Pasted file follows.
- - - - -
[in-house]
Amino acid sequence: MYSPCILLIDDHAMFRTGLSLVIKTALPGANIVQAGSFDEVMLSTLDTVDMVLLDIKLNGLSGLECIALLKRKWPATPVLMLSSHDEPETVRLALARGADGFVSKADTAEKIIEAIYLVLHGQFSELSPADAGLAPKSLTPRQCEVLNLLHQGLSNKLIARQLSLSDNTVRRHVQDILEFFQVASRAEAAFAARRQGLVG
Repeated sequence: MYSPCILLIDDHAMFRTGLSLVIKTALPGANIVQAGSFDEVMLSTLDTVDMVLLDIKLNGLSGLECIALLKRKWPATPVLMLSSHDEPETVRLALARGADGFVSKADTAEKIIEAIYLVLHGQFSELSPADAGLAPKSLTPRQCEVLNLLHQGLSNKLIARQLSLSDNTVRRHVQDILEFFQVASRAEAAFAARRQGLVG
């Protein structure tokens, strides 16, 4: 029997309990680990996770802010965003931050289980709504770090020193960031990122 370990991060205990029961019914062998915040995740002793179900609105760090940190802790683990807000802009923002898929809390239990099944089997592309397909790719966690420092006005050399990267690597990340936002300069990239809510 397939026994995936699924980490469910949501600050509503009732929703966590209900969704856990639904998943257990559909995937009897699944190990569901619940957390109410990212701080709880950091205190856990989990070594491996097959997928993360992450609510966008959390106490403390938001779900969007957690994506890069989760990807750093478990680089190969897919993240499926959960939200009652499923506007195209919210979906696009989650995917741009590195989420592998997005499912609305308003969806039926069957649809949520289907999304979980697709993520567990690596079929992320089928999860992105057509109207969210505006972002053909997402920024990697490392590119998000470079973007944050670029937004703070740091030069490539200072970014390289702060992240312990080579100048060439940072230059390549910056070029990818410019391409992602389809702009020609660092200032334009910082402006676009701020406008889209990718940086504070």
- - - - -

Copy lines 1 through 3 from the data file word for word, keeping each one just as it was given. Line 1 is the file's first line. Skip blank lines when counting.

[in-house]
Amino acid sequence: MYSPCILLIDDHAMFRTGLSLVIKTALPGANIVQAGSFDEVMLSTLDTVDMVLLDIKLNGLSGLECIALLKRKWPATPVLMLSSHDEPETVRLALARGADGFVSKADTAEKIIEAIYLVLHGQFSELSPADAGLAPKSLTPRQCEVLNLLHQGLSNKLIARQLSLSDNTVRRHVQDILEFFQVASRAEAAFAARRQGLVG
Repeated sequence: MYSPCILLIDDHAMFRTGLSLVIKTALPGANIVQAGSFDEVMLSTLDTVDMVLLDIKLNGLSGLECIALLKRKWPATPVLMLSSHDEPETVRLALARGADGFVSKADTAEKIIEAIYLVLHGQFSELSPADAGLAPKSLTPRQCEVLNLLHQGLSNKLIARQLSLSDNTVRRHVQDILEFFQVASRAEAAFAARRQGLVG